It’s not often that a CEO on Cramer’s Wall of Shame takes the actions necessary to fully redeem himself. Instead the chief exec usually takes a permanent vacation, retiring from the firm they worked so hard to destroy and then fading into obscurity – if they’re lucky. Not so with Textron’s Lewis Campbell.
Cramer added Campbell to the Wall back on June 10, citing the boss’ stewardship, or lack thereof, since taking the helm in July 1998. The company, which operates in everything from financing to private jets and helicopters to aerospace and defense, had just held big secondary and convertible bond offerings, as well as dramatically reduced its earnings guidance. Not to mention, Campbell’s expensive air travel, most than any other CEO in the US, branded him a typical corner-office fat cat.
But since his induction, Campbell has turned Textron around, and the stock is up 61% to $18.43. The S&P 500 has climbed just 11% over the same time period. And the company today reported a 5-cent earnings beat, in addition to offering a bullish outlook for the fourth quarter.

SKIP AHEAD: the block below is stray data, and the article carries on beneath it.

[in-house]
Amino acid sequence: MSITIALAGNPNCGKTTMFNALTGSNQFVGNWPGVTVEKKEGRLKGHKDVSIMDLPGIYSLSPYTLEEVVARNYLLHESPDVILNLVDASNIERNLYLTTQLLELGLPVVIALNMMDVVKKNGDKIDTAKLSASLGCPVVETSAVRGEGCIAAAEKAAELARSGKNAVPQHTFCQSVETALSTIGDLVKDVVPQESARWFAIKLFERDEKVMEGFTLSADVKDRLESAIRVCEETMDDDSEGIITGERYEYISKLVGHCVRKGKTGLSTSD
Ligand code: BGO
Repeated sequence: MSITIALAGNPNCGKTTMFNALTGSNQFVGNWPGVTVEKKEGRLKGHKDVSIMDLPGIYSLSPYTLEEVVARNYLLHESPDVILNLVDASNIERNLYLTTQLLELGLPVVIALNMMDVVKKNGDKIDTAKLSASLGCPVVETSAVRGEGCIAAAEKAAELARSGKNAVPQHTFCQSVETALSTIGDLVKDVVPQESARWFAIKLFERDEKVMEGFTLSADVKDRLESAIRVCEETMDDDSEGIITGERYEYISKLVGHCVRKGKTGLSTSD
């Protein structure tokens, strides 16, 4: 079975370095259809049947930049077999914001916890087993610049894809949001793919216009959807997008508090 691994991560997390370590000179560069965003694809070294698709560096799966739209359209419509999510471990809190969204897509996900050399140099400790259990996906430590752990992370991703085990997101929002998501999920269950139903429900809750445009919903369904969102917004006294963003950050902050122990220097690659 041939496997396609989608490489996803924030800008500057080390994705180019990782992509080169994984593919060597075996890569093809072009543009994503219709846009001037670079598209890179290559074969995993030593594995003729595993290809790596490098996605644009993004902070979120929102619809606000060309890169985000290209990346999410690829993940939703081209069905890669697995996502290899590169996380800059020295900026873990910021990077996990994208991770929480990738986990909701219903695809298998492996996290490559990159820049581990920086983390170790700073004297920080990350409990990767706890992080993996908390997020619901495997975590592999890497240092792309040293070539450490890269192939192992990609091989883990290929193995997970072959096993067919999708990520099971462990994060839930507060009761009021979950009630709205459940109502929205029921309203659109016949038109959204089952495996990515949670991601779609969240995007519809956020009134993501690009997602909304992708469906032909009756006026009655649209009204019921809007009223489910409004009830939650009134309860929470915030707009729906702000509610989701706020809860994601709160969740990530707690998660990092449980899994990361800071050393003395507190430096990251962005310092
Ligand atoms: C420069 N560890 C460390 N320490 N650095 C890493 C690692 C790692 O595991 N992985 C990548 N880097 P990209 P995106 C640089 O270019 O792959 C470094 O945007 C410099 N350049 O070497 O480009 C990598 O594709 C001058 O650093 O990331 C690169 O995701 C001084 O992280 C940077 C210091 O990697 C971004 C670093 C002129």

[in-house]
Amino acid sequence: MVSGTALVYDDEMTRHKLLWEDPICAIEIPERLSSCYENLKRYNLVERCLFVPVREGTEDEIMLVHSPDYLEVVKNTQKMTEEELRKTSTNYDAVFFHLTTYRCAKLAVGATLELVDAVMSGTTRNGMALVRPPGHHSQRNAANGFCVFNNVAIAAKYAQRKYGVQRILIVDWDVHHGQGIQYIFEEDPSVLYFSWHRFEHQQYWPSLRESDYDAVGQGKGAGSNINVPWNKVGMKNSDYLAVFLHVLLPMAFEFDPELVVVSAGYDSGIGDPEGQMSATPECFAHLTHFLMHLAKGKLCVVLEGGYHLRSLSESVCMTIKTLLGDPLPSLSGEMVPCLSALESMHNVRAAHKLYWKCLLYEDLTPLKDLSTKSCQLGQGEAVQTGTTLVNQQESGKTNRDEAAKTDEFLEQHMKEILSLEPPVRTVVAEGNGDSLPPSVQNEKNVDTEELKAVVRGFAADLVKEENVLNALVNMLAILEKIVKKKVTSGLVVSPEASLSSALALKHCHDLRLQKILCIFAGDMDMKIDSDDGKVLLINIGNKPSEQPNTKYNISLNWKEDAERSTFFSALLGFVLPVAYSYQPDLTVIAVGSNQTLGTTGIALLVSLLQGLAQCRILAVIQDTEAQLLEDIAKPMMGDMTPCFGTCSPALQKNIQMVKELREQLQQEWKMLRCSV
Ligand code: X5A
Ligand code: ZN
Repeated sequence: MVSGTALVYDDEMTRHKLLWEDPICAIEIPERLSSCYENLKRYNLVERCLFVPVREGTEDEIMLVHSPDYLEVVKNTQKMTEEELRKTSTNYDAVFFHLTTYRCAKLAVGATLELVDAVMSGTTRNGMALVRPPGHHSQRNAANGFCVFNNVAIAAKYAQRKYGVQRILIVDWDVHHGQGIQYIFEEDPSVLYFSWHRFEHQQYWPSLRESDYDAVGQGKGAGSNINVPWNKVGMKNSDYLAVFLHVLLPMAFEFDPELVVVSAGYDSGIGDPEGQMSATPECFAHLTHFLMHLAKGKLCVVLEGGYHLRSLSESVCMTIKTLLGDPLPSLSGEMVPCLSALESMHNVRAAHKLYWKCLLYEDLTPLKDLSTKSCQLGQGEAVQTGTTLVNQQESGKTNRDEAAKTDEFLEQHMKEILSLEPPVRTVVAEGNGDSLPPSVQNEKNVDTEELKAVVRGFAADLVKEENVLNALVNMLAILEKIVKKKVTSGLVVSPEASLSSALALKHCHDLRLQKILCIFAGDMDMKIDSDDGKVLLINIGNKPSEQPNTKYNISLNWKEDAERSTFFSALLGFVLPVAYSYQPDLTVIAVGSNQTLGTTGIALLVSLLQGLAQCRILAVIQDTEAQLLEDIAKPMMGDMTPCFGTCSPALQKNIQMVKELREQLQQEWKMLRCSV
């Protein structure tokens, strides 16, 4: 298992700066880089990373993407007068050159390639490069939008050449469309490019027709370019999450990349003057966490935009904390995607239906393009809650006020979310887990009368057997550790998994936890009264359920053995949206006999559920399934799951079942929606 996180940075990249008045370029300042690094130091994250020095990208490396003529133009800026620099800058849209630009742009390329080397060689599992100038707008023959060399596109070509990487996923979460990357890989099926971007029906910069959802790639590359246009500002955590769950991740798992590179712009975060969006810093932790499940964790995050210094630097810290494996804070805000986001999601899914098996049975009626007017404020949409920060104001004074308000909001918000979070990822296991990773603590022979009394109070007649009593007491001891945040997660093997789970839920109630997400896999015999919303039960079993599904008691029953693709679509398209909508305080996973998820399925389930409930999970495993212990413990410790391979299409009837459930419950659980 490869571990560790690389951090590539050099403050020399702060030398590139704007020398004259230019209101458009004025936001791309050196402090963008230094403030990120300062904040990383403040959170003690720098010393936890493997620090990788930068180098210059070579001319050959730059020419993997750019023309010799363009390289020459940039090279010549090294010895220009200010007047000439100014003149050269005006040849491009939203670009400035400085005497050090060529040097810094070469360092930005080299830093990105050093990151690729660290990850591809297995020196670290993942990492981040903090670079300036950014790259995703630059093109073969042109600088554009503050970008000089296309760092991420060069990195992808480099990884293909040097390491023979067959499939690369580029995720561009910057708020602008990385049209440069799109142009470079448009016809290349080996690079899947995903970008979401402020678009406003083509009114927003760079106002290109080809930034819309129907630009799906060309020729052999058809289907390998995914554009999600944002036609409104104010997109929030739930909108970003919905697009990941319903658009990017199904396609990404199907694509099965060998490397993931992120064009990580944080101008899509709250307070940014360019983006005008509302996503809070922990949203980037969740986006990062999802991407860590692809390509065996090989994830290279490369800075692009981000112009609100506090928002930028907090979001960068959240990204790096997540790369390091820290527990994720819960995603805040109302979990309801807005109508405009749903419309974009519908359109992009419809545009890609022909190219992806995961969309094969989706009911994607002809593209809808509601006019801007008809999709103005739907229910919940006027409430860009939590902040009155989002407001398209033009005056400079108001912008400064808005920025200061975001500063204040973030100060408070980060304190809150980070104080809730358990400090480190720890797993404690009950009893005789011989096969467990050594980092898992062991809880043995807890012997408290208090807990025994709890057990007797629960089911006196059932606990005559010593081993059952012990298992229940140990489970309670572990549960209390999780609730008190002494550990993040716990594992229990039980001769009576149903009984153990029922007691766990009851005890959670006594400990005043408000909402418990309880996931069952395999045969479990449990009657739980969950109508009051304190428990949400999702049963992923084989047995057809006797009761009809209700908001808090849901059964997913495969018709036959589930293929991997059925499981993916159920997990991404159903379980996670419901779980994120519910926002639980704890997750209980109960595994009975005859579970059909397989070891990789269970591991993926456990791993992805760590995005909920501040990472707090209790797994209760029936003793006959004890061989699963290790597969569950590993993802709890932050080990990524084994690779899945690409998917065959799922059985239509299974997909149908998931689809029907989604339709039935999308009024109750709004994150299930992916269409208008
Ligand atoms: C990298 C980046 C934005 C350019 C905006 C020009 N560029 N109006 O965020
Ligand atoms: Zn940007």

“For a company that looked like it was struggling to survive not that long ago,” Cramer said, “Textron does sound like it’s ready to thrive.”
So how did Campbell pull off this miracle, thereby releasing his company from the Sell Block and escaping from Mad Money’s Wall of Shame? Watch the video for Cramer’s full report.
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